Following the publication of August’s Trusts and Estates Newsletter we have received a number of queries from members about when executors need to update details of complex estates on the Trust Registration Service (TRS). HMRC have now provided clarification to confirm that executors do not need to use the service to report the end of the estate administration period (although it would be preferred) and a further update will be made in the next Trust and Estates newsletter.
For many estates, it is possible to deal with the tax on any income or capital gains which arise during the administration period through what are called informal procedures. This means that instead of completing annual self-assessment returns, the executors can write to HMRC to settle the estate’s affairs at the end of the administration period.
If the relevant conditions are not met, the estate is considered ‘complex’, and must register for self-assessment and obtain a UTR. An estate is considered complex if any one (or more) of the following conditions are met:
- The income tax and CGT due during the entire administration period will be more than £10,000.
- The estate was worth more than £2.5 million at the date of death.
- More than £500,000 a year came from the sale of the estate’s assets by administrators or executors.
Since 2017, complex estates have obtained a UTR by registering on the TRS. When the administration period comes to an end, the executors can advise HMRC either by letter, or via self-assessment.
In April 2020, the functionality of the TRS was increased, and in the August Trust and Estates newsletter, HMRC asked for personal representatives to make notifications of changes to the personal representative’s details and notify the “closure” of the estate (i.e. the end of the administration period) via the TRS.
Given that reporting the “closure” of an estate via the TRS effectively meant reporting the end of the administration period to HMRC twice (in addition to being very time-consuming to complete as it requires the executors to set up a Government Gateway and complete a digital handshake to authorise their agents), members asked on what basis HMRC were asking them to do this extra step.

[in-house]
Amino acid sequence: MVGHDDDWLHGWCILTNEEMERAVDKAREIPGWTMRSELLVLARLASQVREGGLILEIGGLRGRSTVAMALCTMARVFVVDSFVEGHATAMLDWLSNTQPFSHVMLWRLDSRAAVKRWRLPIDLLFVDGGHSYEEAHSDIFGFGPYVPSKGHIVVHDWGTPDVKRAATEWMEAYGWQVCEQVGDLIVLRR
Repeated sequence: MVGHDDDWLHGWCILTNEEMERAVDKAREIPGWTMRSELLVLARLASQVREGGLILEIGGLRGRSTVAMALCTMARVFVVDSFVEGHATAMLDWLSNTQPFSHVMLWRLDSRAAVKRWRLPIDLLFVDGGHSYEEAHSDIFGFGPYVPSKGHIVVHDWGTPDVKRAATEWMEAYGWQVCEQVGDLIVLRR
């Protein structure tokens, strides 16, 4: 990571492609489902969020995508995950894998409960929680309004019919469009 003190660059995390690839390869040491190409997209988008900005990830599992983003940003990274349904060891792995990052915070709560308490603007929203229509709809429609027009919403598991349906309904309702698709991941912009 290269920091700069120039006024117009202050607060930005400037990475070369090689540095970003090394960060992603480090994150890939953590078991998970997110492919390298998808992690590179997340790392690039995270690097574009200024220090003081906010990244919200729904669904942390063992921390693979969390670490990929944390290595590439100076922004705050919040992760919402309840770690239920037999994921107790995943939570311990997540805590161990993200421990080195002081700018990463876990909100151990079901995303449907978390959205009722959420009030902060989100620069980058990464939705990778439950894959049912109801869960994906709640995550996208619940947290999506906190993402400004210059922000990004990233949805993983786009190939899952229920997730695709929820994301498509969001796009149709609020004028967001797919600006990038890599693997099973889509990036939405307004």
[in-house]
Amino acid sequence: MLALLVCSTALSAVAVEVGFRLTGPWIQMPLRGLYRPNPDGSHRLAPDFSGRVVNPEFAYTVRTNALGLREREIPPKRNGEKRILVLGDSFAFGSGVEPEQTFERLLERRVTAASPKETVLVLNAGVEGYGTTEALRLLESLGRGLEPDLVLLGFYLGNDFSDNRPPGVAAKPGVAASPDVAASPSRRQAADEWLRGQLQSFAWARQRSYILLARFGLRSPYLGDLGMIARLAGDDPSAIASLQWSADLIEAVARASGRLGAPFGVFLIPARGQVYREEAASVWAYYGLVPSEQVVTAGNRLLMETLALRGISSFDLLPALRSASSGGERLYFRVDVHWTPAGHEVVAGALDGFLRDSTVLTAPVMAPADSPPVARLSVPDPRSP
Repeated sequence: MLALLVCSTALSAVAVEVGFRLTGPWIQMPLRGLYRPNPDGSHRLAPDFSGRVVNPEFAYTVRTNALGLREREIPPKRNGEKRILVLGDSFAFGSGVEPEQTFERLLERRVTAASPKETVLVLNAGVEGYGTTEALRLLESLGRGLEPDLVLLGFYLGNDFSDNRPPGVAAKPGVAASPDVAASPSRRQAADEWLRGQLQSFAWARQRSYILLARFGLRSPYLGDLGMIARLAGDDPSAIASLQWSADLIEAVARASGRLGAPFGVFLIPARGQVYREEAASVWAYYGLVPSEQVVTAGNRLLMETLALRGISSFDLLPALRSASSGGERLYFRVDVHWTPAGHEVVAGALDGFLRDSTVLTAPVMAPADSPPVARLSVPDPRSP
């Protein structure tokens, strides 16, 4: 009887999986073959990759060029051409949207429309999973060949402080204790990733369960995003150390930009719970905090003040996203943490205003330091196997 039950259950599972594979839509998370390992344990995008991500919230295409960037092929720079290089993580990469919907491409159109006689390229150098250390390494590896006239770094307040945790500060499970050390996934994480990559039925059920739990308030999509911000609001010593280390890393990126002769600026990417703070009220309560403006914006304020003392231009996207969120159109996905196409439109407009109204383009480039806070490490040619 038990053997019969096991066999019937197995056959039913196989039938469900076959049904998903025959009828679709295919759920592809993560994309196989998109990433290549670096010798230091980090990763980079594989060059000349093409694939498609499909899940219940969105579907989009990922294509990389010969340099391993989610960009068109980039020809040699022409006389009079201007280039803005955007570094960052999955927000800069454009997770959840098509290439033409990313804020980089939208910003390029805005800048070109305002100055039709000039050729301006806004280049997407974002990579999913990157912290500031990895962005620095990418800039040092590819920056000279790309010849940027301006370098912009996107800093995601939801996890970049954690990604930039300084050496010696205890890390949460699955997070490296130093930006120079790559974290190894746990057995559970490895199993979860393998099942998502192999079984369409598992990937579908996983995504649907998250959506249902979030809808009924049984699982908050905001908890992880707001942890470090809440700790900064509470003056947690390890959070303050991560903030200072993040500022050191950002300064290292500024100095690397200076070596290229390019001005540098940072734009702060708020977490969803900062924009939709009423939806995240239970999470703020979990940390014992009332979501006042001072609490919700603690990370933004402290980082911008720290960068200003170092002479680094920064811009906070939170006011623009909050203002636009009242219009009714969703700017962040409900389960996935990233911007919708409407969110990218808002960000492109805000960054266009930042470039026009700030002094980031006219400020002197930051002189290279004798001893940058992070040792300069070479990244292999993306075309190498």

Further information from HMRC
We raised these concerns with HMRC who have now confirmed to us (and other professional bodies) in email correspondence this month that, unlike for registered trusts where certain legal obligations apply regarding when details held on the Trust Register must be updated, estates are not similarly bound.
HMRC have shared the following with us.
“The requirement to update details on TRS applies only to taxable ‘relevant’ trusts which are registered for the purposes of the 4th Money Laundering Directorate. The requirement does not extend to estates, which are registered to obtain a UTR for SA purposes. HMRC would prefer PRs and agents to use TRS to notify the closure of a registered estate but there is no obligation to do so. Notification can be made by letter or via a SA return if that is more convenient.
“For registered estates where a closure notification has already been made by letter or in a SA return, HMRC does not expect PRs [Personal representatives] or agents to go back and update TRS as this will be done by HMRC staff.
“TRS should be used to notify HMRC that the name or address of a PR has changed.”
Hopefully members will find this update in respect of estates helpful.
We are also in discussions with HMRC on the issue of whether or not it will be necessary for trustees of trusts which closed prior to April 2020 - and who have already reported their closure to HMRC via self-assessment or letter - to also now update their record on the TRS. We hope to provide a further update in due course.